Okay, I measured your speakers and here is the deal.
The up firing woofer is too far back of the front woofer. In other words the acoustic center of the front woofer is about an inch back (center of the voice coil) while the acoustic center of the up facing woofer is about 4.25" back. So there is quite a bit more delay involved than if the upper woofer were at the front of the cabinet verses at the back edge of the cabinet.
Here is the effect.
The green line is the front facing woofer. The Red line is the up facing woofer. And the blue line is the two of them together. As you can see there is cancellation going on in two places and a big peak at 3kHz.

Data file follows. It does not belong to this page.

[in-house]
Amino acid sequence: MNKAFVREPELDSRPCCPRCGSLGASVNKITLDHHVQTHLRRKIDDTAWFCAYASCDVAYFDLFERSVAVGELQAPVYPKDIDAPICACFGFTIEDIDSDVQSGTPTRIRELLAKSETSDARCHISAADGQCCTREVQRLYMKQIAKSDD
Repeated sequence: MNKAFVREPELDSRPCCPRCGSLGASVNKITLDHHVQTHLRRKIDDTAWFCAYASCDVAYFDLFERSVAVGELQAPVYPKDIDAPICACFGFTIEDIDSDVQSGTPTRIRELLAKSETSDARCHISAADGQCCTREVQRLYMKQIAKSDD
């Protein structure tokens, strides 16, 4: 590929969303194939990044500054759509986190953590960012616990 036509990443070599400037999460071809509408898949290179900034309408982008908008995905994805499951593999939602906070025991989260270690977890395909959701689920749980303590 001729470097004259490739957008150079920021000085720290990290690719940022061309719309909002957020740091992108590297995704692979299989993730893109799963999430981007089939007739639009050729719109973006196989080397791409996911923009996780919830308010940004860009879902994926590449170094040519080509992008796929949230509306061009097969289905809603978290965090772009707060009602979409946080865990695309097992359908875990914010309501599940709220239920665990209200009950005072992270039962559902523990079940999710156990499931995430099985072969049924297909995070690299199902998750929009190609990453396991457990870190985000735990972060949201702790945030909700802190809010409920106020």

So I started dropping parts on it. The parts used can correct for response errors and also shift phase.
This one got a notch filter on the front facing woofer. It corrected it's peak, but the cancellation effects are still there and in the same places. The peak is still there too.
Here is one with a little more of a notch filter on the front woofer. It is the light Blue line. It looks really good on its own. The green line is the up facing woofer with a 12mH inductor in line with it. This makes it do low duty only. Unfortunately it adds even more delay. The dark blue line is the two of them together. The upper woofer is actually cancelling out the lower one some. I could reverse the polarity of the upper woofer to cause it to add a little gain, but then they would be fighting against each other in that air space.
The solution looks like requires the upper woofer to be moved to the front edge instead of the back edge. This will leave only about 1.25" of offset delay. Hopefully the area of cancellation will then be high enough in the frequency range that the limited off axis response will limit interaction or cancellation.